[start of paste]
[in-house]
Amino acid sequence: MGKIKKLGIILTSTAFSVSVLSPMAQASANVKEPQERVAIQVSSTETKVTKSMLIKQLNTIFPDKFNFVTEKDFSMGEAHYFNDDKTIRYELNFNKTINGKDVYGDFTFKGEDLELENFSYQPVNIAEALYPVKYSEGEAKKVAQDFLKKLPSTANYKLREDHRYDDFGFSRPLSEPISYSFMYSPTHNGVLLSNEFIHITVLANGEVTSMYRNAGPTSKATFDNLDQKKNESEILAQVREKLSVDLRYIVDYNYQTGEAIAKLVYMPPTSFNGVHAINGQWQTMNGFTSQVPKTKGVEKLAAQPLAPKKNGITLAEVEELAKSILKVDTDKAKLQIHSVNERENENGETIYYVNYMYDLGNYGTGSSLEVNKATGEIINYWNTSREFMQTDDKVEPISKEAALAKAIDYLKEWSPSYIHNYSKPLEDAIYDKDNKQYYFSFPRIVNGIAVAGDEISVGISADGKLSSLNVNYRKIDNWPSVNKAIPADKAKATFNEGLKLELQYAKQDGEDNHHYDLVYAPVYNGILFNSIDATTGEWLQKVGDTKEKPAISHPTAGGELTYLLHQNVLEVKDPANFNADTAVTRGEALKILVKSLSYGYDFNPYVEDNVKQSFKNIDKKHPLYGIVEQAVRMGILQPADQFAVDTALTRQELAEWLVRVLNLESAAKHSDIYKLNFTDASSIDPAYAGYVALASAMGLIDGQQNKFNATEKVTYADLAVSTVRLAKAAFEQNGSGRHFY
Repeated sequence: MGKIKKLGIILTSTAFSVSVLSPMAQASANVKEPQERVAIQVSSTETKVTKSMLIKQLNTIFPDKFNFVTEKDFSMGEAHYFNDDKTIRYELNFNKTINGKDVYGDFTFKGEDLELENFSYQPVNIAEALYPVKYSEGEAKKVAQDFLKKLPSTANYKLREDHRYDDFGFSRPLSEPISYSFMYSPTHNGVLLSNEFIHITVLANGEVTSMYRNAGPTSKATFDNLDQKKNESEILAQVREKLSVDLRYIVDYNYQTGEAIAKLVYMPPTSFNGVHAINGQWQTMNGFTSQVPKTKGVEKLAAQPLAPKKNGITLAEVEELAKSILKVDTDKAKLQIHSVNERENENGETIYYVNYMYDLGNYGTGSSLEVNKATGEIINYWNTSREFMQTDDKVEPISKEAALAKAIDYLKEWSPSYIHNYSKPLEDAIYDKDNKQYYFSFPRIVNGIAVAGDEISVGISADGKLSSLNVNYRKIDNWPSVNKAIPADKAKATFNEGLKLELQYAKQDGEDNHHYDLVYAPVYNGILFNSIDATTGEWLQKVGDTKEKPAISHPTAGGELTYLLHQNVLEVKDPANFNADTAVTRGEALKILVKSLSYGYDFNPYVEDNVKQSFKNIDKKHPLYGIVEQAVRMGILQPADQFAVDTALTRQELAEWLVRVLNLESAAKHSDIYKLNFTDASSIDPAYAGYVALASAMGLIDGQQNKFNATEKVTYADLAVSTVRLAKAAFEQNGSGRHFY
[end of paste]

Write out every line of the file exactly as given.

[in-house]
Amino acid sequence: MGKIKKLGIILTSTAFSVSVLSPMAQASANVKEPQERVAIQVSSTETKVTKSMLIKQLNTIFPDKFNFVTEKDFSMGEAHYFNDDKTIRYELNFNKTINGKDVYGDFTFKGEDLELENFSYQPVNIAEALYPVKYSEGEAKKVAQDFLKKLPSTANYKLREDHRYDDFGFSRPLSEPISYSFMYSPTHNGVLLSNEFIHITVLANGEVTSMYRNAGPTSKATFDNLDQKKNESEILAQVREKLSVDLRYIVDYNYQTGEAIAKLVYMPPTSFNGVHAINGQWQTMNGFTSQVPKTKGVEKLAAQPLAPKKNGITLAEVEELAKSILKVDTDKAKLQIHSVNERENENGETIYYVNYMYDLGNYGTGSSLEVNKATGEIINYWNTSREFMQTDDKVEPISKEAALAKAIDYLKEWSPSYIHNYSKPLEDAIYDKDNKQYYFSFPRIVNGIAVAGDEISVGISADGKLSSLNVNYRKIDNWPSVNKAIPADKAKATFNEGLKLELQYAKQDGEDNHHYDLVYAPVYNGILFNSIDATTGEWLQKVGDTKEKPAISHPTAGGELTYLLHQNVLEVKDPANFNADTAVTRGEALKILVKSLSYGYDFNPYVEDNVKQSFKNIDKKHPLYGIVEQAVRMGILQPADQFAVDTALTRQELAEWLVRVLNLESAAKHSDIYKLNFTDASSIDPAYAGYVALASAMGLIDGQQNKFNATEKVTYADLAVSTVRLAKAAFEQNGSGRHFY
Repeated sequence: MGKIKKLGIILTSTAFSVSVLSPMAQASANVKEPQERVAIQVSSTETKVTKSMLIKQLNTIFPDKFNFVTEKDFSMGEAHYFNDDKTIRYELNFNKTINGKDVYGDFTFKGEDLELENFSYQPVNIAEALYPVKYSEGEAKKVAQDFLKKLPSTANYKLREDHRYDDFGFSRPLSEPISYSFMYSPTHNGVLLSNEFIHITVLANGEVTSMYRNAGPTSKATFDNLDQKKNESEILAQVREKLSVDLRYIVDYNYQTGEAIAKLVYMPPTSFNGVHAINGQWQTMNGFTSQVPKTKGVEKLAAQPLAPKKNGITLAEVEELAKSILKVDTDKAKLQIHSVNERENENGETIYYVNYMYDLGNYGTGSSLEVNKATGEIINYWNTSREFMQTDDKVEPISKEAALAKAIDYLKEWSPSYIHNYSKPLEDAIYDKDNKQYYFSFPRIVNGIAVAGDEISVGISADGKLSSLNVNYRKIDNWPSVNKAIPADKAKATFNEGLKLELQYAKQDGEDNHHYDLVYAPVYNGILFNSIDATTGEWLQKVGDTKEKPAISHPTAGGELTYLLHQNVLEVKDPANFNADTAVTRGEALKILVKSLSYGYDFNPYVEDNVKQSFKNIDKKHPLYGIVEQAVRMGILQPADQFAVDTALTRQELAEWLVRVLNLESAAKHSDIYKLNFTDASSIDPAYAGYVALASAMGLIDGQQNKFNATEKVTYADLAVSTVRLAKAAFEQNGSGRHFY